Alternatively, the present invention provides a method and system for visualizing data provided in the form of a geometric representation. A plurality of data values are extracted from the geometric representation. A graphic representation of the plurality of data values is generated. The graphic representation is displayed to a user.
It is to be understood that both the foregoing general description and the following detailed description are exemplary, but are not restrictive, of the invention.
The invention is best understood from the following detailed description when read in connection with the accompanying drawing. Included in the drawing are the following figures.
In integrated circuit physical design systems, for example, special shapes associated with the integrated physical circuit layout are described by a syntax of a language such as, for example, Graphics Language 1 (GL1) or Graphic Design Language (GDS). These languages provide mechanisms to describe threedimensional space, orientation, and parametric information such as power service terminal (PST), logic service terminal, and IC package to IC interconnections. The shapes described by languages such as GL1, GDS, or the like are placed on a grid that represents the physical area of an integrated circuit (a chip). The geometric description language may then be used to build a set of photolithographic masks. Each mask represents a different step in the manufacture of an integrated circuit. Different geometric characteristics of the lithographic masks represent transistors, wires, insulation, or the like, of the integrated circuit. The integrated circuit may be manufactured on a silicon substrate with insulated interconnects (wires). The geometric shapes involved in an integrated circuit are typically on a microscopic scale. Such a manufacturing process is a planar, or layered, process in which transistors may occupy the lower levels and the interconnects and insulation occupy the remaining higher levels.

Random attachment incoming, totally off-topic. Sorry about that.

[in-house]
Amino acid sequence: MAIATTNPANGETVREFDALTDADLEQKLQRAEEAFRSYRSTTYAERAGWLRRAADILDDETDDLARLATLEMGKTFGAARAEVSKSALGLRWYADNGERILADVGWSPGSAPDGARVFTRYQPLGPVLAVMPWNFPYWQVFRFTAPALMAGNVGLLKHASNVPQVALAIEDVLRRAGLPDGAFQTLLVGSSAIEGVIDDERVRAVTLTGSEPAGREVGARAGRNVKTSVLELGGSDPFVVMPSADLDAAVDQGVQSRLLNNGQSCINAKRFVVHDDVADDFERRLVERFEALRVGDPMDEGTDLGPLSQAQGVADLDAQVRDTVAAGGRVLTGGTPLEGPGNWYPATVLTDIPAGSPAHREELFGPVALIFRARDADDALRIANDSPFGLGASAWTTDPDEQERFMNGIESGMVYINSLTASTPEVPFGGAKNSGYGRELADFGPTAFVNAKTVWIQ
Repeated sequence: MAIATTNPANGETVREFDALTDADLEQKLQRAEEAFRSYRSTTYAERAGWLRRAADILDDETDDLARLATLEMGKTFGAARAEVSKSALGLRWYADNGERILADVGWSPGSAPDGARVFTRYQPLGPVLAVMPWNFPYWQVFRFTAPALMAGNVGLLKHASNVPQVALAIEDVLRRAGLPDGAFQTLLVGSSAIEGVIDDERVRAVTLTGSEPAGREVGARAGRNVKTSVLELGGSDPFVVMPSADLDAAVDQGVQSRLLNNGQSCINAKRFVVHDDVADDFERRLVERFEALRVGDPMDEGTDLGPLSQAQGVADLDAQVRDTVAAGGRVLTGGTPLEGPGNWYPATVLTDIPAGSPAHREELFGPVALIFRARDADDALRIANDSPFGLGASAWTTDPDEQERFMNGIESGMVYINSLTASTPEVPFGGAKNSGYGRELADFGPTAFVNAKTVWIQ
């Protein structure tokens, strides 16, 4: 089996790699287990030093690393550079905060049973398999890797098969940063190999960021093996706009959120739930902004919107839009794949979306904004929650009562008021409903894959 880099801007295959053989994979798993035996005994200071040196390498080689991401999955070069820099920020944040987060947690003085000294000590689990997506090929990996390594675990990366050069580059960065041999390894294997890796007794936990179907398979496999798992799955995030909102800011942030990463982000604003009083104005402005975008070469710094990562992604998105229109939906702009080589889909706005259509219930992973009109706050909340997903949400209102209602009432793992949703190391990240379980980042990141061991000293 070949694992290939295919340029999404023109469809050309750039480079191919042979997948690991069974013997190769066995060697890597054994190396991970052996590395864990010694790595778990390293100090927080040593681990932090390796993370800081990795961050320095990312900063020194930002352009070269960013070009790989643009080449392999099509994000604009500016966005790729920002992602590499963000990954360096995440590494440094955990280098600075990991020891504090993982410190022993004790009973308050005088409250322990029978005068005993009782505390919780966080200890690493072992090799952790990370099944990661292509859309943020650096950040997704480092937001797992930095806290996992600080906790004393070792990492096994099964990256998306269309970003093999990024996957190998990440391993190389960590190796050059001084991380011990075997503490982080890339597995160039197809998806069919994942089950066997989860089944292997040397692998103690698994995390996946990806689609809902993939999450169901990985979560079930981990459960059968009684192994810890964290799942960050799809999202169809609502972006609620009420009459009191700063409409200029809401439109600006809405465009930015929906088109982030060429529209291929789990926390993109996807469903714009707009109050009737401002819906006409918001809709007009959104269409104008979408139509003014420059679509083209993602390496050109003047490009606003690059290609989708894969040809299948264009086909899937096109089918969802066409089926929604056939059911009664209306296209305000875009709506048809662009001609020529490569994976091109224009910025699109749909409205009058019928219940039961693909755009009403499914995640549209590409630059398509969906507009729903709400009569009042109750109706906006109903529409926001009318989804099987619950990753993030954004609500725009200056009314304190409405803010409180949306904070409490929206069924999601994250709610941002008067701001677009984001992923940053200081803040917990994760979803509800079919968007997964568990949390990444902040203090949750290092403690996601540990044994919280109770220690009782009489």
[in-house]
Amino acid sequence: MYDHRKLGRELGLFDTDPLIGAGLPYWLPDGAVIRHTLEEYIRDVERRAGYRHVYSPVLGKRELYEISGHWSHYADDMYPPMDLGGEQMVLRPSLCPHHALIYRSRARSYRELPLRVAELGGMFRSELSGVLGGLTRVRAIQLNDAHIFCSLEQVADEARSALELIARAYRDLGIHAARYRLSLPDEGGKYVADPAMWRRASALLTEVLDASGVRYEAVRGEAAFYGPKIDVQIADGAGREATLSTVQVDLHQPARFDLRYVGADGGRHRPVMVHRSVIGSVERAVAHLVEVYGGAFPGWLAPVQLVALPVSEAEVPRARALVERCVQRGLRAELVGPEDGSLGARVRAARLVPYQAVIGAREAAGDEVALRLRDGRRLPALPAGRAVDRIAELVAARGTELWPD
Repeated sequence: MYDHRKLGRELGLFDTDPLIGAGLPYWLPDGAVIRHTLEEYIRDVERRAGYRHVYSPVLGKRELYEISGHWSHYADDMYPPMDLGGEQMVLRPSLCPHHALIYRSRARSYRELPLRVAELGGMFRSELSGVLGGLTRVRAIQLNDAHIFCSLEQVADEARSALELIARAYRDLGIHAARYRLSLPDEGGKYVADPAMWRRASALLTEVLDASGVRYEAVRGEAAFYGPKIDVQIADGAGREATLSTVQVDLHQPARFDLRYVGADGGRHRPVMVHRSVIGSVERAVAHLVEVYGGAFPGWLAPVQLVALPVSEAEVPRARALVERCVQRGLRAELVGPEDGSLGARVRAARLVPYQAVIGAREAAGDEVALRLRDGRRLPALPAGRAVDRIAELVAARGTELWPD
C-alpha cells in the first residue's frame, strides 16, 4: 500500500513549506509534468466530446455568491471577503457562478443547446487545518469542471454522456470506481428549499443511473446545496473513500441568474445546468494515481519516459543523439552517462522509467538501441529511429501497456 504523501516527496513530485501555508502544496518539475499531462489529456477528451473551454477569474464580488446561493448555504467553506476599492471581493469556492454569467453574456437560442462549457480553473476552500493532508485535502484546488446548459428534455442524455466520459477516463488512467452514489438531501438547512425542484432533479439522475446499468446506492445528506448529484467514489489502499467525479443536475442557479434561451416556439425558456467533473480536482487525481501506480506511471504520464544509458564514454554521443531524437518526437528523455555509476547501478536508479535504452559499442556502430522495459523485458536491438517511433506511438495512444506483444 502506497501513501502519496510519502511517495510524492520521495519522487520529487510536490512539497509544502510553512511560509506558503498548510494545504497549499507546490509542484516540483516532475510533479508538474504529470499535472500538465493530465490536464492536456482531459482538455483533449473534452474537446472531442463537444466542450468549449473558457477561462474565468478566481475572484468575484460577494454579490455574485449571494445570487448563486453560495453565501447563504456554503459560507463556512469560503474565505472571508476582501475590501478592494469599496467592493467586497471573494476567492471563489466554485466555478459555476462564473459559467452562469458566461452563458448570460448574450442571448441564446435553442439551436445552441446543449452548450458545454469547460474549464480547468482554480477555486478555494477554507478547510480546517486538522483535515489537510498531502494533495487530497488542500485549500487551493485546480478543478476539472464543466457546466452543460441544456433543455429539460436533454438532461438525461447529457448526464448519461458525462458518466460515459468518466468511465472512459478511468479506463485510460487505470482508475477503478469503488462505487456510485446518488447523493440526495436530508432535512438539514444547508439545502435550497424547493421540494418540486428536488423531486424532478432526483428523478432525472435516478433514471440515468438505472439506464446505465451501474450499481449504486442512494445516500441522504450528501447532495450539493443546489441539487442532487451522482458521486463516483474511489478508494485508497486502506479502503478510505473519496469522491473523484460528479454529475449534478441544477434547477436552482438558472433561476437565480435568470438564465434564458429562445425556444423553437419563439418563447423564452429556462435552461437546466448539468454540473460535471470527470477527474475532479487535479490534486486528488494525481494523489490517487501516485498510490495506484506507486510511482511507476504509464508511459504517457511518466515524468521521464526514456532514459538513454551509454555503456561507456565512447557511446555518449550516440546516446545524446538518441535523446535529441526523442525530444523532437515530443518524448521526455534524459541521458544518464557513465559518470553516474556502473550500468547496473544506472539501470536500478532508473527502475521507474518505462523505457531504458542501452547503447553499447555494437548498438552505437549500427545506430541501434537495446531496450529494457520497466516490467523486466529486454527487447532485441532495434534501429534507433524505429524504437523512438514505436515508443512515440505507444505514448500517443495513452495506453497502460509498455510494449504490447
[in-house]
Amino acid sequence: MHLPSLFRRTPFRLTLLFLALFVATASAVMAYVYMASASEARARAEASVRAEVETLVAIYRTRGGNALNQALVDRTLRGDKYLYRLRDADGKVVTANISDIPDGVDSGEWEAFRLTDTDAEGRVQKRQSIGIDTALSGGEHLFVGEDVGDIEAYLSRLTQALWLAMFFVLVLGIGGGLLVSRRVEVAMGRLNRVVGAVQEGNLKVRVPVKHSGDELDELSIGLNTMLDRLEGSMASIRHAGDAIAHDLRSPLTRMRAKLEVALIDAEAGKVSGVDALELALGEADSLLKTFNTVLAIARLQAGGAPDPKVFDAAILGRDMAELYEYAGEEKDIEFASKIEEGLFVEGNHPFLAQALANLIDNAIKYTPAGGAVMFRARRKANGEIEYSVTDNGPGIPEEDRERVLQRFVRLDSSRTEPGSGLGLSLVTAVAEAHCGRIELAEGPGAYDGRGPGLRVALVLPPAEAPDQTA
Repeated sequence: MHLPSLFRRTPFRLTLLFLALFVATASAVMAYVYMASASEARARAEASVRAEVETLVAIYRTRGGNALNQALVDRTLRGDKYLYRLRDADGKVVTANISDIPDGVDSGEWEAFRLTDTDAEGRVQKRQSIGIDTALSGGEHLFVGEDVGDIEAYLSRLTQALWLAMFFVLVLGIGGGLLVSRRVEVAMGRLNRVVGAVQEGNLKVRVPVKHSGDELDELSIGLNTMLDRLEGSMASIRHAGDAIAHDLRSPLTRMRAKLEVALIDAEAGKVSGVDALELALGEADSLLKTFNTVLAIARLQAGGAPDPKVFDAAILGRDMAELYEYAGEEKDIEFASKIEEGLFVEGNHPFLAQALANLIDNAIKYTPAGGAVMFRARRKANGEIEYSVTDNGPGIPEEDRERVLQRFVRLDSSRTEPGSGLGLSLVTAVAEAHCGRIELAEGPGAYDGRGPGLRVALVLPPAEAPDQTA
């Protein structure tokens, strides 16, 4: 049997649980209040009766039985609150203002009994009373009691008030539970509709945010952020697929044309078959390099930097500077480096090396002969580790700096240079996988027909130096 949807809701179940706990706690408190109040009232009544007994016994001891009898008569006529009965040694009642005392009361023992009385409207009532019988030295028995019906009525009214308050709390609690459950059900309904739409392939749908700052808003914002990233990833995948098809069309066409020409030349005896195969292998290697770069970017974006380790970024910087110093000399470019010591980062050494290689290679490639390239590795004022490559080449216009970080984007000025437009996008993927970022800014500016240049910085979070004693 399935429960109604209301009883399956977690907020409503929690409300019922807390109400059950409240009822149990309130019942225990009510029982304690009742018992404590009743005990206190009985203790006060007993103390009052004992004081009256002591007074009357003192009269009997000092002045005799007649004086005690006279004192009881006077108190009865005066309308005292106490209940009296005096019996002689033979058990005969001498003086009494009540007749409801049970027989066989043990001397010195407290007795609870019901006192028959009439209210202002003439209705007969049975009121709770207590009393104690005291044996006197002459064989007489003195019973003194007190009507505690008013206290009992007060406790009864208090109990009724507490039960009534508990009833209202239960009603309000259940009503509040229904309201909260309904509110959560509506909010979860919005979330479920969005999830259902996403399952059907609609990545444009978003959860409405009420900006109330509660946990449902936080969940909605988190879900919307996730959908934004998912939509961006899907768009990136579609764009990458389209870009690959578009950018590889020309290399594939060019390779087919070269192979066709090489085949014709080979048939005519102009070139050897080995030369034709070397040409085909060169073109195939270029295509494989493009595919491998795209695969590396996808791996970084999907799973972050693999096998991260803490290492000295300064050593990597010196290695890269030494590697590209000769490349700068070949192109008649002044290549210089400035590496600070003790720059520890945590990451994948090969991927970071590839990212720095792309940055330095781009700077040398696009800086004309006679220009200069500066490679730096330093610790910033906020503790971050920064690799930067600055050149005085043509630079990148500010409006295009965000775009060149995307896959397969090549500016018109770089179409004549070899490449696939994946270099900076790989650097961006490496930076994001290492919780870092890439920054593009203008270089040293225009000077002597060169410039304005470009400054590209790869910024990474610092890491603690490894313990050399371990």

A physical design system such as, for example, the Cadence™ system may graphically display or print out information, such as a grid including geometric shapes, coded in a geometric description language such as GL1. Physical design software systems typically have large memory capacity to accommodate the shapes involved in the design of an integrated circuit. A physical design system may accommodate designs having millions of shapes, such as the shapes involved in an integrated circuit which are typically on a microscopic scale. Hence, a physical design system may graphically illustrate data arrays with millions of data variables.